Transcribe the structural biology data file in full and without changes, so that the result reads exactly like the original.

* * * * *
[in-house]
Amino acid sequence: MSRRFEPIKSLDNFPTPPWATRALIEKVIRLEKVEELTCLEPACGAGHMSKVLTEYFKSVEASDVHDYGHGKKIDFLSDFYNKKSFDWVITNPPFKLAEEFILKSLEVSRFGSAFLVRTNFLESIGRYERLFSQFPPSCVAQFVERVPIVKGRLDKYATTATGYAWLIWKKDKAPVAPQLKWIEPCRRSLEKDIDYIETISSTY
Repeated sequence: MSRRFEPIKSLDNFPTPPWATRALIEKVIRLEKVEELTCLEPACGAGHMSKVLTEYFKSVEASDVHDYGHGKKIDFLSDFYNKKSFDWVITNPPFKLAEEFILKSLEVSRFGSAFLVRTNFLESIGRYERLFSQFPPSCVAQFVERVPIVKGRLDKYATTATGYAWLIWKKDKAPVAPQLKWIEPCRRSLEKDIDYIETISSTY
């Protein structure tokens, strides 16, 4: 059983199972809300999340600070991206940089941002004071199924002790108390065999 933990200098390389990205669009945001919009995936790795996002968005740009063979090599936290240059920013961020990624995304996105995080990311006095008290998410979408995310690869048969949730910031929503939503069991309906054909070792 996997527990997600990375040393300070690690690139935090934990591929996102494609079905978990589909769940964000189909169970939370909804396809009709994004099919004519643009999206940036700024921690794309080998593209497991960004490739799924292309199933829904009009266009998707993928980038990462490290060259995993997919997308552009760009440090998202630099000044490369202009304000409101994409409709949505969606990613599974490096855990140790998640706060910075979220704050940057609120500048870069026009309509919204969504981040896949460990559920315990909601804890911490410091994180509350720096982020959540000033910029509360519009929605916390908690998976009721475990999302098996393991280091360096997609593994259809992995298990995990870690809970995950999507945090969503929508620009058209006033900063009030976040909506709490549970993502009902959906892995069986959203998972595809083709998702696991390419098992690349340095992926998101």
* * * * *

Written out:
[in-house]
Amino acid sequence: MSRRFEPIKSLDNFPTPPWATRALIEKVIRLEKVEELTCLEPACGAGHMSKVLTEYFKSVEASDVHDYGHGKKIDFLSDFYNKKSFDWVITNPPFKLAEEFILKSLEVSRFGSAFLVRTNFLESIGRYERLFSQFPPSCVAQFVERVPIVKGRLDKYATTATGYAWLIWKKDKAPVAPQLKWIEPCRRSLEKDIDYIETISSTY
Repeated sequence: MSRRFEPIKSLDNFPTPPWATRALIEKVIRLEKVEELTCLEPACGAGHMSKVLTEYFKSVEASDVHDYGHGKKIDFLSDFYNKKSFDWVITNPPFKLAEEFILKSLEVSRFGSAFLVRTNFLESIGRYERLFSQFPPSCVAQFVERVPIVKGRLDKYATTATGYAWLIWKKDKAPVAPQLKWIEPCRRSLEKDIDYIETISSTY
């Protein structure tokens, strides 16, 4: 059983199972809300999340600070991206940089941002004071199924002790108390065999 933990200098390389990205669009945001919009995936790795996002968005740009063979090599936290240059920013961020990624995304996105995080990311006095008290998410979408995310690869048969949730910031929503939503069991309906054909070792 996997527990997600990375040393300070690690690139935090934990591929996102494609079905978990589909769940964000189909169970939370909804396809009709994004099919004519643009999206940036700024921690794309080998593209497991960004490739799924292309199933829904009009266009998707993928980038990462490290060259995993997919997308552009760009440090998202630099000044490369202009304000409101994409409709949505969606990613599974490096855990140790998640706060910075979220704050940057609120500048870069026009309509919204969504981040896949460990559920315990909601804890911490410091994180509350720096982020959540000033910029509360519009929605916390908690998976009721475990999302098996393991280091360096997609593994259809992995298990995990870690809970995950999507945090969503929508620009058209006033900063009030976040909506709490549970993502009902959906892995069986959203998972595809083709998702696991390419098992690349340095992926998101």